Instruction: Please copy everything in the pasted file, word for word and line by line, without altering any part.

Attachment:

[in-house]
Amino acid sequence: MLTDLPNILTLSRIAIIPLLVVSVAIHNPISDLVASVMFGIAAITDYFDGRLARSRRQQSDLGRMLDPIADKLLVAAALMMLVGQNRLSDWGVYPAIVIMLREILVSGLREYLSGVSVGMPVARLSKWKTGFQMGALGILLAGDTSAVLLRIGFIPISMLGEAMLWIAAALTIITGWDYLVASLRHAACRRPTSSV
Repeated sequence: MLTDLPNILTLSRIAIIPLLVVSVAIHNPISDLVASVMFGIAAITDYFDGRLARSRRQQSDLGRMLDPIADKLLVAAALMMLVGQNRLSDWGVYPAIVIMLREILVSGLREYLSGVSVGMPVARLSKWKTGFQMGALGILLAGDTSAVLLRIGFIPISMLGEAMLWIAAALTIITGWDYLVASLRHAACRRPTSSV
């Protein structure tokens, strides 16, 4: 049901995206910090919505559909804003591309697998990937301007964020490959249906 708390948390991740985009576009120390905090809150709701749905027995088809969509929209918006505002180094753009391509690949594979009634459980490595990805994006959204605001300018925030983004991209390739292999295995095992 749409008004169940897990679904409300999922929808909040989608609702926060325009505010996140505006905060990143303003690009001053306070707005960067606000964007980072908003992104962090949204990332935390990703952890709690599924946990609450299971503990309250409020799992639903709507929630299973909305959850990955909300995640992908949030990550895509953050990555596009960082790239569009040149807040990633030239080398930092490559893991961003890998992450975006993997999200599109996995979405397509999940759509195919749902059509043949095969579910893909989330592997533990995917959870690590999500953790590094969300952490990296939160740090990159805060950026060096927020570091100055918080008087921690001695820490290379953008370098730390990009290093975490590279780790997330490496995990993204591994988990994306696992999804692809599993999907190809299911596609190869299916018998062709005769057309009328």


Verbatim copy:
[in-house]
Amino acid sequence: MLTDLPNILTLSRIAIIPLLVVSVAIHNPISDLVASVMFGIAAITDYFDGRLARSRRQQSDLGRMLDPIADKLLVAAALMMLVGQNRLSDWGVYPAIVIMLREILVSGLREYLSGVSVGMPVARLSKWKTGFQMGALGILLAGDTSAVLLRIGFIPISMLGEAMLWIAAALTIITGWDYLVASLRHAACRRPTSSV
Repeated sequence: MLTDLPNILTLSRIAIIPLLVVSVAIHNPISDLVASVMFGIAAITDYFDGRLARSRRQQSDLGRMLDPIADKLLVAAALMMLVGQNRLSDWGVYPAIVIMLREILVSGLREYLSGVSVGMPVARLSKWKTGFQMGALGILLAGDTSAVLLRIGFIPISMLGEAMLWIAAALTIITGWDYLVASLRHAACRRPTSSV
């Protein structure tokens, strides 16, 4: 049901995206910090919505559909804003591309697998990937301007964020490959249906 708390948390991740985009576009120390905090809150709701749905027995088809969509929209918006505002180094753009391509690949594979009634459980490595990805994006959204605001300018925030983004991209390739292999295995095992 749409008004169940897990679904409300999922929808909040989608609702926060325009505010996140505006905060990143303003690009001053306070707005960067606000964007980072908003992104962090949204990332935390990703952890709690599924946990609450299971503990309250409020799992639903709507929630299973909305959850990955909300995640992908949030990550895509953050990555596009960082790239569009040149807040990633030239080398930092490559893991961003890998992450975006993997999200599109996995979405397509999940759509195919749902059509043949095969579910893909989330592997533990995917959870690590999500953790590094969300952490990296939160740090990159805060950026060096927020570091100055918080008087921690001695820490290379953008370098730390990009290093975490590279780790997330490496995990993204591994988990994306696992999804692809599993999907190809299911596609190869299916018998062709005769057309009328």